Little learners reflect on Elders' guidance

Preschoolers spent NAIDOC Week reflecting on the impact Elders have made on their lives and the wisdom they have shared. Helen Gregory reports.

A student and teacher look at an artwork on a poster. A student and teacher look at an artwork on a poster.
Image: Adamstown Community Early Learning and Preschool's Indigenous Perspectives Coordinator Tammy Mulligan with Otis and the 2023 NAIDOC Week poster.

Children at Adamstown Community Early Learning and Preschool marked NAIDOC Week by talking about smoking ceremonies and reading Jasmine Seymour’s Baby Business in a yarning circle by the fire pit.

The theme of this year’s NAIDOC Week was For Our Elders.

Preschool service director Kelly West said there was a lot to learn from the Aboriginal and Torres Strait Islander community’s respect for older generations.

“In Aboriginal culture, Elders are the holders of knowledge and share and pass this knowledge down through stories, song, dance and ceremonies,” Ms West said.

“In regard to early childhood, it is important to reflect on the essential role that our grandparents, elderly peoples and community members play in our lives and what wisdom they can share.

“Young people can benefit so greatly from engaging with Elders in their lives to learn deeper knowledge and understanding of the world around them.

“This can be done in so many rich and powerful ways, such as engaging with Aboriginal Elders within our communities and developing partnerships with nursing homes and elderly community groups.”

Children were invited to create artworks expressing what the images on this year’s NAIDOC Week poster and the phrase For Our Elders meant to them.

They also practiced weaving and reflected on their recent excursion to the Cultural Resurgence exhibition at Newcastle Museum.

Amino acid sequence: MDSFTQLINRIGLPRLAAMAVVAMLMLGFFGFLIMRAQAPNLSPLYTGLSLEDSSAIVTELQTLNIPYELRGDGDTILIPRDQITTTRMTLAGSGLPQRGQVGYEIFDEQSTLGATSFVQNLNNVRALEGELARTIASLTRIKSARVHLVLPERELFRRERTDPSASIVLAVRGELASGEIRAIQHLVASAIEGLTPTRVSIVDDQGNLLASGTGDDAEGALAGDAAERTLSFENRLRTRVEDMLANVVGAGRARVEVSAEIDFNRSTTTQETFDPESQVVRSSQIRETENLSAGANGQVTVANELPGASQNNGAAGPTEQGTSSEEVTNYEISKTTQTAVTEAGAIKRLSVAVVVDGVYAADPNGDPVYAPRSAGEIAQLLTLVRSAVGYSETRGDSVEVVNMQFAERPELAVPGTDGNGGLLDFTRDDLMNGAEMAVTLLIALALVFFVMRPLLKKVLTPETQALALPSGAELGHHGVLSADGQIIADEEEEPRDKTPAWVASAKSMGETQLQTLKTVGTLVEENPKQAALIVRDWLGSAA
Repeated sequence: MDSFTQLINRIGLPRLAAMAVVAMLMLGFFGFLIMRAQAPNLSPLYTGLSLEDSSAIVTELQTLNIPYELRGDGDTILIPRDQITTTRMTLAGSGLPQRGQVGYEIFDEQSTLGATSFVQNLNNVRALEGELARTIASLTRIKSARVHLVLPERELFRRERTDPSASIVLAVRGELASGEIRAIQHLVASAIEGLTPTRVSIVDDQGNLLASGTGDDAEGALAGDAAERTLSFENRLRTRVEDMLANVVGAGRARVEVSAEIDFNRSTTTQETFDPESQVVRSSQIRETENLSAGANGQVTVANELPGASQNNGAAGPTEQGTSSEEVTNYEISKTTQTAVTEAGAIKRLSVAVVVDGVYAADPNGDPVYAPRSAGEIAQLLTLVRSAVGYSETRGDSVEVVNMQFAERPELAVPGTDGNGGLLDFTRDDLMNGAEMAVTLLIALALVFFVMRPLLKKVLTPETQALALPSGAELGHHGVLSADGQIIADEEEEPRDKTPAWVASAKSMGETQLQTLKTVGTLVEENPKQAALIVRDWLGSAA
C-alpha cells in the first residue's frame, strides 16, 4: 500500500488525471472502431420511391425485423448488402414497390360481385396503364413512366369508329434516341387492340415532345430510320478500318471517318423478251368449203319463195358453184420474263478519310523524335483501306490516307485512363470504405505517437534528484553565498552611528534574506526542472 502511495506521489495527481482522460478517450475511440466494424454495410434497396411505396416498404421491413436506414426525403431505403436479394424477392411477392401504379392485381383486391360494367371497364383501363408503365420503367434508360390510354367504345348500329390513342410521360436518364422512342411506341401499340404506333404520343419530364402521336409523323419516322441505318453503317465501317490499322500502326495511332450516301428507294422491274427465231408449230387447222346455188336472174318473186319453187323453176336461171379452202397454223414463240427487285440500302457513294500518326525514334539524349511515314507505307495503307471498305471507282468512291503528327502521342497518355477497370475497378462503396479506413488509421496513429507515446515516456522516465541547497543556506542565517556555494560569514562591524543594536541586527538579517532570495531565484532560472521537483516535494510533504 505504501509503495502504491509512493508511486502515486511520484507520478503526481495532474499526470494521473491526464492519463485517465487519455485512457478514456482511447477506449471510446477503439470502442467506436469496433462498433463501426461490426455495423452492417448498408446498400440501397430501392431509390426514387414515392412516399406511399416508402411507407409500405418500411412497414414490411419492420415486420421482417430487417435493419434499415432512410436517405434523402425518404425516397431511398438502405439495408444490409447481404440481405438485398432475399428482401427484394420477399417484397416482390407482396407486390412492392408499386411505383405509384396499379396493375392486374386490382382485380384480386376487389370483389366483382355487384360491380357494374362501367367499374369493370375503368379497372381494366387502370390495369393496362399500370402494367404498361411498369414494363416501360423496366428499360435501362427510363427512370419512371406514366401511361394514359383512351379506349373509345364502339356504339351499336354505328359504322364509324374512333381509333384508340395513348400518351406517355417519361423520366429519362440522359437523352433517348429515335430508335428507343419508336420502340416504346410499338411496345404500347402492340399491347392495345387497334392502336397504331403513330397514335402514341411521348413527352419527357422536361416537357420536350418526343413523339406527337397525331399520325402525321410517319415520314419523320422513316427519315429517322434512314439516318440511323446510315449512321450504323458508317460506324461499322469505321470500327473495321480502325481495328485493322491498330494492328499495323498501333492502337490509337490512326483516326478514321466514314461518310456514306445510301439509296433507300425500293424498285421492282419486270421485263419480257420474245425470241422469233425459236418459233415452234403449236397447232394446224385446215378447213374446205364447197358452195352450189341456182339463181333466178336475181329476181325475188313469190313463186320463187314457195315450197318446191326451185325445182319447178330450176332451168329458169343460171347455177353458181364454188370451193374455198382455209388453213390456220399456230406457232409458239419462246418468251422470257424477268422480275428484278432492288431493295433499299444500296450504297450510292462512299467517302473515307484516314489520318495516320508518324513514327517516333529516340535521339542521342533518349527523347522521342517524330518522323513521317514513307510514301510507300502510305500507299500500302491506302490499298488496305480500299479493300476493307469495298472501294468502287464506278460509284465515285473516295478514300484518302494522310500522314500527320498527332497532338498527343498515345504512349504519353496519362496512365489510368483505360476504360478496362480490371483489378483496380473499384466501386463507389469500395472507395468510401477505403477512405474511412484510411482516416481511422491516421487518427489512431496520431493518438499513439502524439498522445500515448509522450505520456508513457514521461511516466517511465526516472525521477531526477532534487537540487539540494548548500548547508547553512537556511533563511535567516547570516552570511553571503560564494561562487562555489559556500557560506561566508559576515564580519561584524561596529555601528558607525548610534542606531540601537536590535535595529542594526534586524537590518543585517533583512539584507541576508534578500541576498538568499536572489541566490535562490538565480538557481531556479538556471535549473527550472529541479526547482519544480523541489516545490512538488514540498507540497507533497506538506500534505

“We allowed the children to engage in experimenting with re-enacting the images within the story as a way of deeply connecting to cultural practices,” Ms West said.

“Celebrating, learning about and authentically embedding NAIDOC Week into early childhood curriculums from as early as possible creates a deep understanding of the cultural histories and heritage of our nation’s first people,

“It is important to educate our young people of the true histories of our country so they may embrace reconciliation more authentically.

“Providing this exposure and authenticity from an early age allows children to see the embedding of Aboriginal people’s culture as normal, everyday practice - and this enhances reconciliation for all.”

Last year, the service appointed Tammy Mulligan as its Indigenous Perspectives Coordinator, seven years after she joined its ranks as Reconciliation Action Plan champion.

Ms Mulligan works alongside educators and children to embed Aboriginal and Torres Strait Islander culture throughout the service in authentic and age-appropriate ways.

This includes a Connecting to Country program, which involves an Aboriginal NSW National Parks and Wildlife Service ranger joining educators and children to explore Glenrock State Conservation Area.

“The children learn to tread lightly and learn about Awabakal history, including bush tucker, grinding grooves and caves,” Ms West said.

“We also utilise beautifully authentic Aboriginal art throughout our service that was commissioned by a local Indigenous artist Thomas Croft.

“This artwork is on our staff uniforms, our service bus and the original painting sits in our foyer.”

The NSW Department of Education marked the midway point of First Steps - the NSW Aboriginal Children’s Early Childhood Education Strategy 2021-2025 - in June.

The strategy is a roadmap to achieving the best educational outcomes for Aboriginal children aged zero to five and has three goals centred around the child, family and kinship, and learning.

More than 3000 Aboriginal children and their families have already benefited from department-funded programs and initiatives guided by the strategy.

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